By Juan Barquin
By Amy Nicholson
By Alan Scherstuhl
By Travis Cohen
By Juan Barquin
By Stephanie Zacharek
By Amy Nicholson
By Juan Barquin
On September 5, 1886, Chiricahua Apache warlord Goyahkla, better known as Geronimo (a moniker bestowed upon him by the 3000 or so Mexican soldiers whose ranks he thinned after escaping from the U.S. Army five years earlier), surrendered for the second time to the U.S. Army at the Canyon of the Skeletons in Arizona. In addition to eluding the Mexican troops during those five years, Geronimo and his band of 34 starving Apaches (including several women and children) had dodged the U.S. Cavalry, which had deployed over 5000 regular troops -- one-quarter of its entire manpower -- to bring in the defiant leader. Even so, no army ever captured him. His voluntary surrender marked the end of the Native Americans' last stand in the face of the insatiable white Euro-hordes. Old Goyahkla didn't see eye-to-eye with that Manifest Destiny thing, but in the end even he acknowledged that the greed of the white man was an unbeatable opponent.
"Do with me what you please," he said at the time. "Once I moved about like the wind. Now I surrender to you and that is all."
Geronimo is director Walter Hill's workmanlike retelling of Goyahkla's extraordinary true-life tale. Hill, whose career began so promisingly with Hard Times, The Long Riders, Southern Comfort, and 48 HRS. before derailing with Streets of Fire, Crossroads, Another 48 HRS., and Trespass, gets back on track with this episodic chronicle of the elusive warrior's life. Hill has obviously seen his share of John Ford westerns; Geronimo makes liberal use of the panoramic red sandstone vistas of the canyons surrounding Moab, Utah, where Ford shot Rio Grande and Cheyenne Autumn. And like Ford, Hill likes his heroes strong and silent.
Given the involvement of screenwriter John Milius, a man better known for his penchant for firing weapons on film sets than for his cinematic achievements, it is a minor miracle that director Hill resisted the urge to allow the film to degenerate into the my-gun's-bigger-than-your-gun school of action filmmaking favored by Milius. (Milius's biggest claim to fame has been the original screenplay for Apocalypse Now, although the final version of the film bears only superficial resemblance to Milius's blueprint. Since then he's gone on to show his true colors with sophomoric macho dreck like Big Wednesday, Red Dawn, and Flight of the Intruder.)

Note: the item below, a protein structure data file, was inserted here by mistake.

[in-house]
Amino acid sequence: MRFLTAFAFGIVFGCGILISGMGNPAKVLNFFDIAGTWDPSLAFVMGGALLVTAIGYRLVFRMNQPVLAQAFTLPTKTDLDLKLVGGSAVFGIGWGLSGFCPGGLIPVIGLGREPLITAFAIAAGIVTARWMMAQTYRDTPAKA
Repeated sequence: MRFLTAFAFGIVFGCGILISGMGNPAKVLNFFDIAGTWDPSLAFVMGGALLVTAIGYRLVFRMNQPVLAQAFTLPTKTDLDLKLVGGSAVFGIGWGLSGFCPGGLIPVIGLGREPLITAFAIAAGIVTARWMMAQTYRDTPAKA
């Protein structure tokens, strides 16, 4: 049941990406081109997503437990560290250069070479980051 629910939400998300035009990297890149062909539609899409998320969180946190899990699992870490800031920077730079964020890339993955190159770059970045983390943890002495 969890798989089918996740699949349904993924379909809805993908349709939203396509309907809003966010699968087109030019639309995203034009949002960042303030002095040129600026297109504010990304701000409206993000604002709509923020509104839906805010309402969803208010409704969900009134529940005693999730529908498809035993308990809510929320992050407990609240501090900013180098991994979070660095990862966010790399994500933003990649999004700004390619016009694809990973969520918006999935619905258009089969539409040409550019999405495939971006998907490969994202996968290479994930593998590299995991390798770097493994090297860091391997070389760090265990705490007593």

There's not much new or revelatory to be learned from Hill's and Milius's take on the legend. True to the latter's canon, the righteous warriors -- whether U.S. Army cavalrymen or Apache braves -- are the heroes. Women and children are merely the spoils of war, and the "white-eye" political leaders and their lackey generals break every promise they make. It's a pretty simplistic view of the Old West, but perhaps Geronimo's is one of those stories best told simply. And Hill can do simple.
Wes Studi, the best thing about The Last of the Mohicans, gets the call as the proud, defiant Apache leader and he more than does the role justice. With the recent surge of interest in westerns sparked by the success of Dances With Wolves, Studi is making a profitable mini-industry of noble savage roles. Studi's iron gaze would be the best thing about this film, too, were it not for the casting of flinty old Robert Duvall in the role of supreme Cavalry scout Al Siebert, a luckless polecat who has been following Geronimo's trail since the end of the Civil War more than two decades before, and who survives seventeen gunshot or arrow wounds but never catches his quarry. Duvall's part is a small one, but that doesn't prevent him from stealing every scene he's in. The Siebert character is not central to the story, but audiences will be grateful for his inclusion in the film because the laconic scout provides all of what passes for comic relief in this otherwise relentlessly serious film. It's hard not to bust a gut when, after stumbling upon the gory aftermath of a massacre of peaceful Yaqui Indian women and children by ruthless bounty hunters, Duvall deadpans the memorable one-liner, "Must be Texans -- lowest form of white man there is."
December marks the return to the big screen after two-year absences of both Jason Patric, who plays Geronimo's sympathetic foil, U.S. Army Lieutenant Charles Gatewood, and of Patric's one-time lover and gossip-column star Julia Roberts (The Pelican Brief). Patric's is easily the more impressive acting job of the two. Matinee idol looks aside (it's hard to imagine a nineteenth-century cavalryman looking as fresh-faced and hunky as Patric does after years of chasing Geronimo through deserts and across mountains), the strapping young leading man is properly stoic and quietly magnetic throughout. His presence adds more to the goings-on than it takes away and he looks great on horseback.
The film is narrated by Matt Damon, who plays Gatewood's charge, Second Lieutenant Britton Davis. At one point, partly out of frustration and partly out of admiration, Davis admits, "At times it seemed we were chasing a spirit more than a man." It's a statement that could be expanded to fit Hill's and Milius's attempt to get to the essence of the Apache leader. They chase the spirit gamely enough, but they never quite succeed in bringing in the man.
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